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Pasco County is considering a new way to pay for residential road paving projects — on future tax bills. The current system involving petitions signed by neighbors and special assessments has been controversial and has not covered the long-term costs of such projects.

NEW PORT RICHEY — Maria Tsamis was still unpacking boxes in her new Hunter’s Ridge home last year when she found a very unwelcoming notice in her mailbox.

The letter from Pasco County told her that she would owe approximately $6,000, her share of the cost to repave her residential street.

This week, she told county commissioners that the concept of neighbors paying for their own paving was “very different” from where she came from in New York, where taxes covered the cost.

Pasco commissioners took a first step this past week toward a system of paying for residential roadwork that more closely resembles Tsamis’ past experience. If approved, the county would assess residents across Pasco for neighborhood roadwork as part of their annual property tax bill and repave roads on a rotating schedule.

Pasco’s longtime residential road paving program is different from those of many other local governments across the country. It requires residents to petition the county to do the repaving and then convince their neighbors to sign on in support and agree to help pay for it, often at a cost of thousands of dollars for each household.

That has led to years of routinely acrimonious public hearings pitting neighbors against neighbors.

Over the next 30 years, Pasco estimates it is facing a $1.2 billion bill to maintain residential roads, County Public Infrastructure, Fiscal and Business Administration director Justin Grant told commissioners. He added, “The problem with the current (paving) program is that it does not collect sufficient revenue to sustain itself” because the cost of the work often runs more than what residents are billed.

Hugh Townsend, president of the Hunter’s Ridge Homeowners Association, agreed that a change is needed. He said that Tsamis and other residents in that neighborhood consider the bill for their roadwork “draconian.”

He said the proposed change, to add the cost to property tax bills across the county, “is the fairest and most reasonable way in a modern society to maintain the roads.”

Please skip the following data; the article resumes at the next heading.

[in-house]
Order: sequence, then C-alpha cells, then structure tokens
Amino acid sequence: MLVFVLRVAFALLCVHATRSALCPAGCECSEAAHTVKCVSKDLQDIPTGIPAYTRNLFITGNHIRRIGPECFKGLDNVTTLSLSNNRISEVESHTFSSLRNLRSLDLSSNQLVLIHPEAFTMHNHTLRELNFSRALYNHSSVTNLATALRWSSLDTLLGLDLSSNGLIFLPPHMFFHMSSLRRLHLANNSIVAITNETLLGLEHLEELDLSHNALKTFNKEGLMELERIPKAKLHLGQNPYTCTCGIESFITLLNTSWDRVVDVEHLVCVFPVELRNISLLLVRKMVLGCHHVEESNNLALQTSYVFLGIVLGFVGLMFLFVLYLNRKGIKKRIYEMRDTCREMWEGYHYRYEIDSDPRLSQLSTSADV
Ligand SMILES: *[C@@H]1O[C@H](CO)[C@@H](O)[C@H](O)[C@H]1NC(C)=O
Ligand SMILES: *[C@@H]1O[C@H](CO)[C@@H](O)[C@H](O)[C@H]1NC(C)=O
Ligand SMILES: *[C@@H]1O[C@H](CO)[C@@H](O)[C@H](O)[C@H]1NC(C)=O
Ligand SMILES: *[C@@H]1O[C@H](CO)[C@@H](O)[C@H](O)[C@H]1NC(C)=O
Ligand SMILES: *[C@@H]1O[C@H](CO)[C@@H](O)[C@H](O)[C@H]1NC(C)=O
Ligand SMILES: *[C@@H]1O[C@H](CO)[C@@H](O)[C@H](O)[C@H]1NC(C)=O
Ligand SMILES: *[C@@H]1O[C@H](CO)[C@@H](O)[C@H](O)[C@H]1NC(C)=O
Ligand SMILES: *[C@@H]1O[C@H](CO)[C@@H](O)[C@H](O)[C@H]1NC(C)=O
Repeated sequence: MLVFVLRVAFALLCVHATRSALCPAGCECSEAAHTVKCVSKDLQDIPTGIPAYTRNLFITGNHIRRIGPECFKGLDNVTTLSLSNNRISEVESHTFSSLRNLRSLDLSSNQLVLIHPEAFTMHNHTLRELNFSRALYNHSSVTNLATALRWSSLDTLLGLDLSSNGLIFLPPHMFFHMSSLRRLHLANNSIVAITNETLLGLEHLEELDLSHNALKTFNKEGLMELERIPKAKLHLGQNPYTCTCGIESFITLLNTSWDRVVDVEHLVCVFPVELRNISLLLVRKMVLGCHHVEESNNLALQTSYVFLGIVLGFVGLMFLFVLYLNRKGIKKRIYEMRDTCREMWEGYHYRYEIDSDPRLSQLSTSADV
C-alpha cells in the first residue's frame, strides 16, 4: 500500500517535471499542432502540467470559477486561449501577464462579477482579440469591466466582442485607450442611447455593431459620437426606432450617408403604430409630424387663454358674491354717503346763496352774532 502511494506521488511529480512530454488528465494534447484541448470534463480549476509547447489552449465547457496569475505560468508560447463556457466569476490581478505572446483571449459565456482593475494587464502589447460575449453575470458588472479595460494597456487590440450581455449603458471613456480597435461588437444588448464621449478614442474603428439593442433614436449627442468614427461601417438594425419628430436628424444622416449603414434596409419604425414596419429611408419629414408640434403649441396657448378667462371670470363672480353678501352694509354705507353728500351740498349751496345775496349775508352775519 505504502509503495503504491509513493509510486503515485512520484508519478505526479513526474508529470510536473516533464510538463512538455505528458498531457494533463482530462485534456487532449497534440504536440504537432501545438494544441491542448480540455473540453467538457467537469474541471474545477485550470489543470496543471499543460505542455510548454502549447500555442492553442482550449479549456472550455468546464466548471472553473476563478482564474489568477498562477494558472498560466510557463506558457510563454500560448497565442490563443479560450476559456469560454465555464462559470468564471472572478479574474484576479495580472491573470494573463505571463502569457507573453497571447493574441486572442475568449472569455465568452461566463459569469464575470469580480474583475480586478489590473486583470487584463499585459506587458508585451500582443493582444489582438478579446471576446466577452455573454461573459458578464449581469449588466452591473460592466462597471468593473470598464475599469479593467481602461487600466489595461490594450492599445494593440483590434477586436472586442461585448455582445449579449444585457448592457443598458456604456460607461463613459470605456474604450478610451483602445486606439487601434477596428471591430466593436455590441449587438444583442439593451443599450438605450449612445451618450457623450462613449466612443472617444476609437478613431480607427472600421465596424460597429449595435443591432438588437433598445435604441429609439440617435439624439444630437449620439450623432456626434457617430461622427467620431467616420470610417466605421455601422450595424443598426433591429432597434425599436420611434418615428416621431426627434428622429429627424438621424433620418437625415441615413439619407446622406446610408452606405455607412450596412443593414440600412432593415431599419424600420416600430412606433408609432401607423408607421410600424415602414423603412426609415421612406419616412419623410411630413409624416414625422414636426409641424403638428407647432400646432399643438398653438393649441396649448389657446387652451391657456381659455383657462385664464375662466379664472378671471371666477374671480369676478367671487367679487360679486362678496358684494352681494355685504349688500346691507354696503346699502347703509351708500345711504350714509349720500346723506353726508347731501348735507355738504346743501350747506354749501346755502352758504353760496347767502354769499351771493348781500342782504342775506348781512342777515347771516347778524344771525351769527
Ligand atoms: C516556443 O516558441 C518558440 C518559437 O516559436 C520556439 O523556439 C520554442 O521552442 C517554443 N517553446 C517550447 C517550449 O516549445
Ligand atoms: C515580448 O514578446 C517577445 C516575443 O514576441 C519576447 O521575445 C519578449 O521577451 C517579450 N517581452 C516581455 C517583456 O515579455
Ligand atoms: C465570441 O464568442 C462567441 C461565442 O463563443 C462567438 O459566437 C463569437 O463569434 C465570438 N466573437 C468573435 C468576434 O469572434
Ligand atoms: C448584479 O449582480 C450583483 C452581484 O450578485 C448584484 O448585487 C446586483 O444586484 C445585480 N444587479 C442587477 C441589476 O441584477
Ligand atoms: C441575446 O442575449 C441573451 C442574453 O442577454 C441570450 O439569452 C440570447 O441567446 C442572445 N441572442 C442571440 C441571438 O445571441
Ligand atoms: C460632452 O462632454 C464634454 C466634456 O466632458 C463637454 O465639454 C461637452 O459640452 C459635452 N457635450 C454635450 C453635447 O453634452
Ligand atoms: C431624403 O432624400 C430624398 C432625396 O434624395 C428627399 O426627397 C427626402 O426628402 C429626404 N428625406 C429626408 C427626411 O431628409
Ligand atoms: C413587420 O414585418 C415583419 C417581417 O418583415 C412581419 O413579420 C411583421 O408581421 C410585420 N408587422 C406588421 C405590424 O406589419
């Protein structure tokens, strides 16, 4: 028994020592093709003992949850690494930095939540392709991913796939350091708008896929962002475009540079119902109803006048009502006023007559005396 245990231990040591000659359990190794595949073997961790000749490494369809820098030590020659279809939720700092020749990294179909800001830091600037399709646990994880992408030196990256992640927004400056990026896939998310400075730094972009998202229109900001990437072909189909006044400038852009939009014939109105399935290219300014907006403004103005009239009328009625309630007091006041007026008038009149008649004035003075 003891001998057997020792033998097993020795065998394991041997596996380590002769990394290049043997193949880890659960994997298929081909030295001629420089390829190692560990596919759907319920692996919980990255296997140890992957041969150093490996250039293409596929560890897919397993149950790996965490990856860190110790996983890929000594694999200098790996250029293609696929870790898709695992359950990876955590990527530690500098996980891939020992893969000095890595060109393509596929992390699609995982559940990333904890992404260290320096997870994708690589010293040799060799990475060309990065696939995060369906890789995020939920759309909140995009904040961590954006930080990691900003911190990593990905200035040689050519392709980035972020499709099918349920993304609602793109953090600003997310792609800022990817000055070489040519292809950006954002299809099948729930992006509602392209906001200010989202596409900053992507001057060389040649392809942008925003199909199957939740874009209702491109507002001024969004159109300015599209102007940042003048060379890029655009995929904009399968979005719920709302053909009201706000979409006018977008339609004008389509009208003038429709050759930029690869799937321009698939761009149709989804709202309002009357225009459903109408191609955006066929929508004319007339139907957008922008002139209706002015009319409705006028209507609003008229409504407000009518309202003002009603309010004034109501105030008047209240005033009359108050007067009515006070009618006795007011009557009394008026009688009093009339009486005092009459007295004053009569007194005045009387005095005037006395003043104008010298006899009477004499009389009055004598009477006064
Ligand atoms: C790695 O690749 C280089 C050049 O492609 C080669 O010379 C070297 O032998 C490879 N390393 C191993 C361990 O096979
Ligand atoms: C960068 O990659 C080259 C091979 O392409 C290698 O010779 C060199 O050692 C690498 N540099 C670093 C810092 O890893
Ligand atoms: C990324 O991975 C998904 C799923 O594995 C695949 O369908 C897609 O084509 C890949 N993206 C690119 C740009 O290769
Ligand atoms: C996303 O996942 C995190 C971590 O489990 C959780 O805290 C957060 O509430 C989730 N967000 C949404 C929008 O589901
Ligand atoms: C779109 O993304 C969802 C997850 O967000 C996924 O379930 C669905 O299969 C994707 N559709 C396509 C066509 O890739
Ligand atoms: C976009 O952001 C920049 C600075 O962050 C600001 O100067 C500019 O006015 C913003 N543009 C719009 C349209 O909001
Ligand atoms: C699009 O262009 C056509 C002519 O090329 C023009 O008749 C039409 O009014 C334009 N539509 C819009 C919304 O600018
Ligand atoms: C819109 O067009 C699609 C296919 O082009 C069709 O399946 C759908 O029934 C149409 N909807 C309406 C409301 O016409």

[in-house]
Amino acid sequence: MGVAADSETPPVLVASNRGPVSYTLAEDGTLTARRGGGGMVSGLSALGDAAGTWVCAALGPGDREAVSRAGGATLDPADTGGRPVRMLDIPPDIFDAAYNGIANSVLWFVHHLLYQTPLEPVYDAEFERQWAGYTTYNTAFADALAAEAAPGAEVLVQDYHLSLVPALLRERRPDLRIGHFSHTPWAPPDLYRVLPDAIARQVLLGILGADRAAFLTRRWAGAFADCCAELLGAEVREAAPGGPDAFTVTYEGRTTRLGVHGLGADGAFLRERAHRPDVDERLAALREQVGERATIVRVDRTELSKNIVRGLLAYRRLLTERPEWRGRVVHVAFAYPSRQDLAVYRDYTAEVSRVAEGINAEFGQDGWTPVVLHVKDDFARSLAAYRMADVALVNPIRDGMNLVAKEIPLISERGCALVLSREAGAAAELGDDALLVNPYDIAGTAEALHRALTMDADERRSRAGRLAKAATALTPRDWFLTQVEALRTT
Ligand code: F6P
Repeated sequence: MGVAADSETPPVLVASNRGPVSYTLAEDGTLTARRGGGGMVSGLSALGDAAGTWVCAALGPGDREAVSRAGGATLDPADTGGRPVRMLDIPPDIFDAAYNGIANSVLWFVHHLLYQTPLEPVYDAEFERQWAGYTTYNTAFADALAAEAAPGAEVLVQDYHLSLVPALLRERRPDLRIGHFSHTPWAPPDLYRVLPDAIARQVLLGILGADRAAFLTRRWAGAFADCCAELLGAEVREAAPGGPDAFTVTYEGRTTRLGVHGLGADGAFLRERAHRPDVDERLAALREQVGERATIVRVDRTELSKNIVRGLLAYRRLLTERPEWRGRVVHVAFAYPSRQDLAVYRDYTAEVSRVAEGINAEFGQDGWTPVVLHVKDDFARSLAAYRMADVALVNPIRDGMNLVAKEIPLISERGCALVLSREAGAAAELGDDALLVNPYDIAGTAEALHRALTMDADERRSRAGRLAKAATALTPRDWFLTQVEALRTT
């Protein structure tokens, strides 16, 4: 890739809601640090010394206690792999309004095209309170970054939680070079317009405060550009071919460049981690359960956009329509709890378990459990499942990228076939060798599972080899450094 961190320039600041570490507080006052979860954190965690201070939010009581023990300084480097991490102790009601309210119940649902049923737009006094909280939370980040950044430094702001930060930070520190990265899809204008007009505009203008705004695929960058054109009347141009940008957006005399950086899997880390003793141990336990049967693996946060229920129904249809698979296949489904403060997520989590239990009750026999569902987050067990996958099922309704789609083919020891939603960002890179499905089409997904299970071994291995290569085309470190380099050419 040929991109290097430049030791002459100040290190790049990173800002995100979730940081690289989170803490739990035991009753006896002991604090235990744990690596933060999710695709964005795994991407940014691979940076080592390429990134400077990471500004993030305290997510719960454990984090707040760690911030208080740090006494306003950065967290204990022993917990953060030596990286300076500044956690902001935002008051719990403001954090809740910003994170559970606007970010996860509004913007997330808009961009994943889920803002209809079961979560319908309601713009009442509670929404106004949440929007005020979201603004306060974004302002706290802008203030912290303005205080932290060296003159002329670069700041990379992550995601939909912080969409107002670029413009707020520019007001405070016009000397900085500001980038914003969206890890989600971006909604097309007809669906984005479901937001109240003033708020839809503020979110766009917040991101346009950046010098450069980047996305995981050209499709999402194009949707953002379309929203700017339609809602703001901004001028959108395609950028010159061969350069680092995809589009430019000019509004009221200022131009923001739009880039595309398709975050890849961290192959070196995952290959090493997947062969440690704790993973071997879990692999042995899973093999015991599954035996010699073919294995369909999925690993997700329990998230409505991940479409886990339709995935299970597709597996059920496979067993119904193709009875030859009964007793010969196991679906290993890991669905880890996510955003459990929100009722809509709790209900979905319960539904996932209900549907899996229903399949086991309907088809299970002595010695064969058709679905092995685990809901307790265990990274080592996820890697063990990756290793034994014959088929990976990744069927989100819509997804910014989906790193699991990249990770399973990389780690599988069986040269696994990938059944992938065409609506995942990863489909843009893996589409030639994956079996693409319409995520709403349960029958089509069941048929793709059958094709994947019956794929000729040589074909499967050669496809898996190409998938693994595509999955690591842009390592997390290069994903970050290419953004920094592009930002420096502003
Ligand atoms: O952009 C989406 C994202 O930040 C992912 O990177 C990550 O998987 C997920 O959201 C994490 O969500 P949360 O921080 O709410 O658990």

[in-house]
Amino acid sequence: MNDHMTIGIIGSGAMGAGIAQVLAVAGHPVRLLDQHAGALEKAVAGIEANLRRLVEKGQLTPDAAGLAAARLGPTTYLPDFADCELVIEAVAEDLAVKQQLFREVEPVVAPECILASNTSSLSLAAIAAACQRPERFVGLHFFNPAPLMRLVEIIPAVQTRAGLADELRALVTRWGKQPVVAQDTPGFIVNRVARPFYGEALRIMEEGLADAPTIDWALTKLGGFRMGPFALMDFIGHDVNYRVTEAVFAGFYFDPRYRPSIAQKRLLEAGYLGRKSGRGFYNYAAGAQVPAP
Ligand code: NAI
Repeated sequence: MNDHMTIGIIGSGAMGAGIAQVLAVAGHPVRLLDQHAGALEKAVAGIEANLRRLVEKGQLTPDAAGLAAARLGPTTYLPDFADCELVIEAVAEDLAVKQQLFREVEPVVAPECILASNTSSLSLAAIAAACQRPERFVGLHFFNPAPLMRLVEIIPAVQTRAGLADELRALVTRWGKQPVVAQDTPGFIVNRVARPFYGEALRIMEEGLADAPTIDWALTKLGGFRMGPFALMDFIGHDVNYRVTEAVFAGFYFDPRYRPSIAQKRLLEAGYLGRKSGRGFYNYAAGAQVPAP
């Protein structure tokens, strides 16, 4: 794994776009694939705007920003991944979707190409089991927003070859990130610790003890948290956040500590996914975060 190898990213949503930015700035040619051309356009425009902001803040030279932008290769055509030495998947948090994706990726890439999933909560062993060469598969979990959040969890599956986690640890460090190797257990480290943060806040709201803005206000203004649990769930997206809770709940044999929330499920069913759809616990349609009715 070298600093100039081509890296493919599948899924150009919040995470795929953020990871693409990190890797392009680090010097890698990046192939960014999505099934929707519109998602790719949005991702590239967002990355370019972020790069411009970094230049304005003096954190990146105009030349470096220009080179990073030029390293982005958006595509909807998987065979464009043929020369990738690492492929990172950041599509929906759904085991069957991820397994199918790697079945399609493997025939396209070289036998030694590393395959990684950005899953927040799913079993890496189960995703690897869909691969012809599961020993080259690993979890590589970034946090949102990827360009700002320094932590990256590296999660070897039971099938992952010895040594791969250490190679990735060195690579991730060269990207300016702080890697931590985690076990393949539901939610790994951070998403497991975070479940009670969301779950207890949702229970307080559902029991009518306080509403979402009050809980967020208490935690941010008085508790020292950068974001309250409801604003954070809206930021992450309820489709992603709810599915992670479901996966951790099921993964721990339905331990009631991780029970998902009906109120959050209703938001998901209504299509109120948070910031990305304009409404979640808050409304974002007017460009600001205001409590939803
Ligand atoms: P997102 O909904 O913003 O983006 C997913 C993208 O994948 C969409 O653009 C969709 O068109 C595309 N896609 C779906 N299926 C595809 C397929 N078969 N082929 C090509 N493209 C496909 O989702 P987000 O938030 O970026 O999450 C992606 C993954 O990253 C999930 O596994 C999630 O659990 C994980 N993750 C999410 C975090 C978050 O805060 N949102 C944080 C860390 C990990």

Commissioners voted unanimously to begin the transition to a property-tax-based system that would include all property owners who would benefit from future paving projects. Residents of Pasco cities, those who live in subdivisions with community development districts, and homeowners’ associations that fully pay to maintain community roads through resident fees would not be part of the future tax.

Pasco adopted its current residential road paving process in 1985, changing aspects of it over the years.

Not only has the system not paid for itself, requiring supplemental county funding, it also doesn’t offer a way to bring substandard and dirt roads into the rotation and doesn’t provide for continued maintenance. Grant likened the new system to preventive maintenance on a car to avoid costly repairs.

“I’m really glad this is coming forward,” said commission chairperson Kathryn Starkey.

Placing the cost of upgrading roads on the tax bill will provide a consistent and complete way to fund that activity, Grant said. County staff will have to figure out the cost, how to bill only properties that will benefit and how to prioritize projects over the coming months.

If the plan proceeds, the first tax assessment to Pasco property owners would be a year from now.

Starkey and Commissioner Jack Mariano both said they would like to see a tiered system for people who live on dirt roads and want them paved. People along dirt roads should pay for basic paving before being included, they said.

County Attorney Jeffrey Steinsnyder said most counties use the system Pasco is now using just for paving dirt roads. Residents typically pay for paving through a special assessment and then they are brought into the county’s repaving rotation.